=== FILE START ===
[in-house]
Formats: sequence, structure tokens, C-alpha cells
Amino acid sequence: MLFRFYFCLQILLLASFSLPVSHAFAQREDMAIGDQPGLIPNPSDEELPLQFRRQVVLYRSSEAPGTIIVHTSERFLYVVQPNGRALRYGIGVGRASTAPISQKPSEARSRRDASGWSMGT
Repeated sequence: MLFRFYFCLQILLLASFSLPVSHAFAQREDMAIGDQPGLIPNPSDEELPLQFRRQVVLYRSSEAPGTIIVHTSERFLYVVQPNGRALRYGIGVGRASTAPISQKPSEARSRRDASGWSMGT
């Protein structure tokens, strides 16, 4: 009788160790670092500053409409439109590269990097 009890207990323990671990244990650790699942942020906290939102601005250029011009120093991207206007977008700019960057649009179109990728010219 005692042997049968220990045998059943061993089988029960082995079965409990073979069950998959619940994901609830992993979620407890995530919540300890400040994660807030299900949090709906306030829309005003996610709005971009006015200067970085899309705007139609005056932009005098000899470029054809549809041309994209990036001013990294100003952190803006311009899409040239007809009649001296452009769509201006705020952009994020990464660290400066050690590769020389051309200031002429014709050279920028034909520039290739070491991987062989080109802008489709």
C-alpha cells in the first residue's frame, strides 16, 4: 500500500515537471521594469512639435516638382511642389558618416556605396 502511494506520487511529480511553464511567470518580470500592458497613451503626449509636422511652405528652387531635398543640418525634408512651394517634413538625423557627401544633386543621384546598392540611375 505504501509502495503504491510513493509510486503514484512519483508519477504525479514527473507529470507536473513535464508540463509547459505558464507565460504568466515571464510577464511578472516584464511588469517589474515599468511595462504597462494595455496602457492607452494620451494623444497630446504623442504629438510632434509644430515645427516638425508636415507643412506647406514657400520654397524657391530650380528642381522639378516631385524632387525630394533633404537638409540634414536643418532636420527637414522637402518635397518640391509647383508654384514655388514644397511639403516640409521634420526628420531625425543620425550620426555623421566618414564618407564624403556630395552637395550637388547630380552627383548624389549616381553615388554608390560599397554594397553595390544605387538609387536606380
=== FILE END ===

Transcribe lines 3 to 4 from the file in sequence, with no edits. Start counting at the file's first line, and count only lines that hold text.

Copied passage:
Amino acid sequence: MLFRFYFCLQILLLASFSLPVSHAFAQREDMAIGDQPGLIPNPSDEELPLQFRRQVVLYRSSEAPGTIIVHTSERFLYVVQPNGRALRYGIGVGRASTAPISQKPSEARSRRDASGWSMGT
Repeated sequence: MLFRFYFCLQILLLASFSLPVSHAFAQREDMAIGDQPGLIPNPSDEELPLQFRRQVVLYRSSEAPGTIIVHTSERFLYVVQPNGRALRYGIGVGRASTAPISQKPSEARSRRDASGWSMGT